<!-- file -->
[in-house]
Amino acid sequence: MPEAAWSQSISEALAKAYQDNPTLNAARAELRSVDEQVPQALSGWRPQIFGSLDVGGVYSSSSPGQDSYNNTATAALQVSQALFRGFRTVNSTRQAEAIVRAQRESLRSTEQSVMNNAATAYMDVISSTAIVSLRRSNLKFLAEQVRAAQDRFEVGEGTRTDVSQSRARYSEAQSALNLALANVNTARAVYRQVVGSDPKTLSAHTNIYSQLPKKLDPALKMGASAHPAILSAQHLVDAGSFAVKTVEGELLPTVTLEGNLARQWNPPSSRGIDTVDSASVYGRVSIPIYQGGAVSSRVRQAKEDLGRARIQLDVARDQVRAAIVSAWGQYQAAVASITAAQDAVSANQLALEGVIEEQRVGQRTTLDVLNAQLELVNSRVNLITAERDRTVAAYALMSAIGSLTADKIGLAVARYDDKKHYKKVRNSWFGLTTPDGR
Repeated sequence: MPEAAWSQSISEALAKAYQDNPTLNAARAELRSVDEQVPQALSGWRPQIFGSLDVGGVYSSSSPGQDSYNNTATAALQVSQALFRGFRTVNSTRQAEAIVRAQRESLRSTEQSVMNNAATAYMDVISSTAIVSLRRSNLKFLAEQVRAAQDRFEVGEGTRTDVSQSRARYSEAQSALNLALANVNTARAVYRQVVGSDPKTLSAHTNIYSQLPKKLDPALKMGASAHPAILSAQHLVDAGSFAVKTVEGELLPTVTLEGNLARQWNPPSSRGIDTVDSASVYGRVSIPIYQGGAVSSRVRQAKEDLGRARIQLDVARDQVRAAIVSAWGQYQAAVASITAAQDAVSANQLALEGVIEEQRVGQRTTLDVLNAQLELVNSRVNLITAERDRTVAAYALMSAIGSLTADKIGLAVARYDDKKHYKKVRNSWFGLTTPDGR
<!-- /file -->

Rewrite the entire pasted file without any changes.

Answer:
[in-house]
Amino acid sequence: MPEAAWSQSISEALAKAYQDNPTLNAARAELRSVDEQVPQALSGWRPQIFGSLDVGGVYSSSSPGQDSYNNTATAALQVSQALFRGFRTVNSTRQAEAIVRAQRESLRSTEQSVMNNAATAYMDVISSTAIVSLRRSNLKFLAEQVRAAQDRFEVGEGTRTDVSQSRARYSEAQSALNLALANVNTARAVYRQVVGSDPKTLSAHTNIYSQLPKKLDPALKMGASAHPAILSAQHLVDAGSFAVKTVEGELLPTVTLEGNLARQWNPPSSRGIDTVDSASVYGRVSIPIYQGGAVSSRVRQAKEDLGRARIQLDVARDQVRAAIVSAWGQYQAAVASITAAQDAVSANQLALEGVIEEQRVGQRTTLDVLNAQLELVNSRVNLITAERDRTVAAYALMSAIGSLTADKIGLAVARYDDKKHYKKVRNSWFGLTTPDGR
Repeated sequence: MPEAAWSQSISEALAKAYQDNPTLNAARAELRSVDEQVPQALSGWRPQIFGSLDVGGVYSSSSPGQDSYNNTATAALQVSQALFRGFRTVNSTRQAEAIVRAQRESLRSTEQSVMNNAATAYMDVISSTAIVSLRRSNLKFLAEQVRAAQDRFEVGEGTRTDVSQSRARYSEAQSALNLALANVNTARAVYRQVVGSDPKTLSAHTNIYSQLPKKLDPALKMGASAHPAILSAQHLVDAGSFAVKTVEGELLPTVTLEGNLARQWNPPSSRGIDTVDSASVYGRVSIPIYQGGAVSSRVRQAKEDLGRARIQLDVARDQVRAAIVSAWGQYQAAVASITAAQDAVSANQLALEGVIEEQRVGQRTTLDVLNAQLELVNSRVNLITAERDRTVAAYALMSAIGSLTADKIGLAVARYDDKKHYKKVRNSWFGLTTPDGR